• There is no government target regarding the proportion of Irish medical graduates required in general practice to deliver ‘Sláintecare’ (Irish government health policy)(7). Between the six Irish medical schools, the proportions of European Union (EU) graduates who apply for postgraduate general practice training places ranges from 25-55% - a 2.2 fold difference(8). The reasons for this are unclear. Sláintecare is predicated on having a health service with a foundation in primary care where the right care is delivered to the right patient in the right place at the right time. This is a very sensible and also evidence-based founding principle as we know that over 90% of healthcare contacts happen in the community and any healthcare system that has primary care as its foundation is more cost-effective and delivers better health outcomes for people.(9) However, this will not be achieved without recruiting and retaining a healthcare workforce, in our urban centres, but more critically outside our urban centres where they are most under threat.

Congruent with current evidence (10) and best international practice (1, 11), the delegates of the conference endorse the following recommendations:

Rural Healthcare Needs and Delivery

  • A national health needs assessment of Rural Healthcare should be carried out and communities should be enabled and resourced to identify and address, and indeed solve, their local health care challenges.

  • Rural services must provide first contact care which can be accessed within the community. Closure of rural healthcare services and practices or downgrading of such services to a “part time” basis must be avoided at all cost and innovative measures to ensure service continuity such as shared appointments, salaried posts and fellowship programmes must be funded and developed.

  • The current focus on large urban based healthcare infrastructure development should be widened to include investment in rural healthcare infrastructure to ensure decent working conditions for rural health workers. This will include funding to cover investment in innovative technological solutions to enhance but not replace the face to face service.

  • Essential rural and remote services such as dispensing of medication and house calls need to be specifically and properly funded and supported. Current funding mechanisms do not exist or are inadequate.

  • To support community-based education programmes and the associated ‘transformative learning’(5), medical schools need to develop rural academic educational and research infrastructure closely aligned to the communities which they serve.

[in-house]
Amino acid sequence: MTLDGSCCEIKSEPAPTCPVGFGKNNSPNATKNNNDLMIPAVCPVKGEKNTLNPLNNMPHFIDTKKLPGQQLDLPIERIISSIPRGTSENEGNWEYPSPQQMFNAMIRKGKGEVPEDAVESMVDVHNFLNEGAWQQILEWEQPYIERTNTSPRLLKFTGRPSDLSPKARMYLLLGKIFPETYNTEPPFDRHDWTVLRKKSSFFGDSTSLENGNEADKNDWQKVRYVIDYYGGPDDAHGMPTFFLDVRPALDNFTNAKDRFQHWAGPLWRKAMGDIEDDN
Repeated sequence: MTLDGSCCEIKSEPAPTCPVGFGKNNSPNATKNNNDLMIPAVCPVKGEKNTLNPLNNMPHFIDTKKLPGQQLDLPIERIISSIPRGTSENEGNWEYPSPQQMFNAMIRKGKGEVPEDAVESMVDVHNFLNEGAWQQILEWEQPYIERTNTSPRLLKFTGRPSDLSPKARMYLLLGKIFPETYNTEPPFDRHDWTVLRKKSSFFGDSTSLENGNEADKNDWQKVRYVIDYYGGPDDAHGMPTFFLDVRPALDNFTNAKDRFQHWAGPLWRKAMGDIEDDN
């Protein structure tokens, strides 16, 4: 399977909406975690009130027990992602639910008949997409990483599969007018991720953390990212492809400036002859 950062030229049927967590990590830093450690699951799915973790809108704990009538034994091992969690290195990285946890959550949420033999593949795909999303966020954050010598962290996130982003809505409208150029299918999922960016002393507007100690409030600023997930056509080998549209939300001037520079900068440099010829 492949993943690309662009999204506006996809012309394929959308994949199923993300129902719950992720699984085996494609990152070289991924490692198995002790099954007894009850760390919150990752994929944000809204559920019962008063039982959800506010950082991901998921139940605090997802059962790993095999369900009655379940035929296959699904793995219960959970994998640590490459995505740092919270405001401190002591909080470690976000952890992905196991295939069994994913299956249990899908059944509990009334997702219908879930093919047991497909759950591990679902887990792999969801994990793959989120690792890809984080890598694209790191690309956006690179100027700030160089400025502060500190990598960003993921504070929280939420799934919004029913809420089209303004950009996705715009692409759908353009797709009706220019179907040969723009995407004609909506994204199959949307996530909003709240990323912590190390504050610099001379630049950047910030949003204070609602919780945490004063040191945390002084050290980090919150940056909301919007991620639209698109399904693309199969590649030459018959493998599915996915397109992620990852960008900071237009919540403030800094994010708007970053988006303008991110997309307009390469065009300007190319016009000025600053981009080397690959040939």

Rural Workforce

  • We need targeted admission policies to enrol students with a rural background in health worker education programmes.

  • Under the principle of social accountability, all medical schools should develop, with appropriate funding, LIC’s in general practice, with a particular focus on rural practice and have a curriculum which has a minimum of 25% of clinical placements based in the community setting.

  • A specific rural curriculum and pathway should exist within GP training where Rural GP trainers/mentors should be recruited and retained and exposure to rural practice should be maximised.

  • On completion of GP training, postgraduate Rural General Practice fellowships funded by the National Doctors Training and Planning (NDTP) and the Health Service Executive (HSE) should form the next step of this Rural General Practice career pathway.

  • Training at the medical school and postgraduate GP training levels should be based on curricula that include rural context and criteria for effective rural practice.

  • In single-handed rural practices, a statutory minimum of locum cover for sick leave, maternity leave and holiday leave should be provided.

  • Local HSE management, working with GP Network leads and GP principles should identify and offer support, guidance and mentoring in succession planning for retiring and pre-retiring GP principles on an ongoing basis.

 

Advocacy and Policy

  • An All–Party Oireachtas Health Committee inquiry and report into Irish Rural Healthcare needs and services should be convened. This will provide a clear blueprint for the Irish Department of Health, the HSE and the Irish College of General Practitioners for Irish Rural Healthcare into the future.